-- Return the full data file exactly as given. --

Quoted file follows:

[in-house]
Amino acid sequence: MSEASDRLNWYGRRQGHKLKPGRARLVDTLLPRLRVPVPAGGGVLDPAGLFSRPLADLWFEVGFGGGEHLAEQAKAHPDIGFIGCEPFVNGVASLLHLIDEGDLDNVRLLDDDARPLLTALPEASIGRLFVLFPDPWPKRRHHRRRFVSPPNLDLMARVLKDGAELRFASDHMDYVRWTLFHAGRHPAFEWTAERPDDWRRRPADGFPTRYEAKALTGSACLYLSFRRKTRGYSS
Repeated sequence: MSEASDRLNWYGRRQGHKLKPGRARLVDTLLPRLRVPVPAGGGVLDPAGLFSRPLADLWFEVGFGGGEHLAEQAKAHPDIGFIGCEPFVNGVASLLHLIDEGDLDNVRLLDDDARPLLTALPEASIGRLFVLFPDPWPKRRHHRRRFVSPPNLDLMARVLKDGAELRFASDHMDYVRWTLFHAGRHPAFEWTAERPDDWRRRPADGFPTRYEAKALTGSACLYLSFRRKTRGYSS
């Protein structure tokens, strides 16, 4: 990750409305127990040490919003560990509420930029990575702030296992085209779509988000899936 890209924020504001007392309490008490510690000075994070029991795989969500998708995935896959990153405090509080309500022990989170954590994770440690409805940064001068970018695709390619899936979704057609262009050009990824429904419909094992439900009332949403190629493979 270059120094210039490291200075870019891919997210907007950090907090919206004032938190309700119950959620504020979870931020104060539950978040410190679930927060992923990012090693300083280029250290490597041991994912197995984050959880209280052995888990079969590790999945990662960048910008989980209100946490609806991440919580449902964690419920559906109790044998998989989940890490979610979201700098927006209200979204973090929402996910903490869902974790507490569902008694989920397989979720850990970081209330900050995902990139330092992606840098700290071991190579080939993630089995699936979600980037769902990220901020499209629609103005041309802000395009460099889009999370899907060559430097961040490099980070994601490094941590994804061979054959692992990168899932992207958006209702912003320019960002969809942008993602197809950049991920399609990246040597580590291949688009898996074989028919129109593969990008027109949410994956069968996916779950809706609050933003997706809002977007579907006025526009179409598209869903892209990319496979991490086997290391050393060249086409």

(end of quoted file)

[in-house]
Amino acid sequence: MSEASDRLNWYGRRQGHKLKPGRARLVDTLLPRLRVPVPAGGGVLDPAGLFSRPLADLWFEVGFGGGEHLAEQAKAHPDIGFIGCEPFVNGVASLLHLIDEGDLDNVRLLDDDARPLLTALPEASIGRLFVLFPDPWPKRRHHRRRFVSPPNLDLMARVLKDGAELRFASDHMDYVRWTLFHAGRHPAFEWTAERPDDWRRRPADGFPTRYEAKALTGSACLYLSFRRKTRGYSS
Repeated sequence: MSEASDRLNWYGRRQGHKLKPGRARLVDTLLPRLRVPVPAGGGVLDPAGLFSRPLADLWFEVGFGGGEHLAEQAKAHPDIGFIGCEPFVNGVASLLHLIDEGDLDNVRLLDDDARPLLTALPEASIGRLFVLFPDPWPKRRHHRRRFVSPPNLDLMARVLKDGAELRFASDHMDYVRWTLFHAGRHPAFEWTAERPDDWRRRPADGFPTRYEAKALTGSACLYLSFRRKTRGYSS
């Protein structure tokens, strides 16, 4: 990750409305127990040490919003560990509420930029990575702030296992085209779509988000899936 890209924020504001007392309490008490510690000075994070029991795989969500998708995935896959990153405090509080309500022990989170954590994770440690409805940064001068970018695709390619899936979704057609262009050009990824429904419909094992439900009332949403190629493979 270059120094210039490291200075870019891919997210907007950090907090919206004032938190309700119950959620504020979870931020104060539950978040410190679930927060992923990012090693300083280029250290490597041991994912197995984050959880209280052995888990079969590790999945990662960048910008989980209100946490609806991440919580449902964690419920559906109790044998998989989940890490979610979201700098927006209200979204973090929402996910903490869902974790507490569902008694989920397989979720850990970081209330900050995902990139330092992606840098700290071991190579080939993630089995699936979600980037769902990220901020499209629609103005041309802000395009460099889009999370899907060559430097961040490099980070994601490094941590994804061979054959692992990168899932992207958006209702912003320019960002969809942008993602197809950049991920399609990246040597580590291949688009898996074989028919129109593969990008027109949410994956069968996916779950809706609050933003997706809002977007579907006025526009179409598209869903892209990319496979991490086997290391050393060249086409």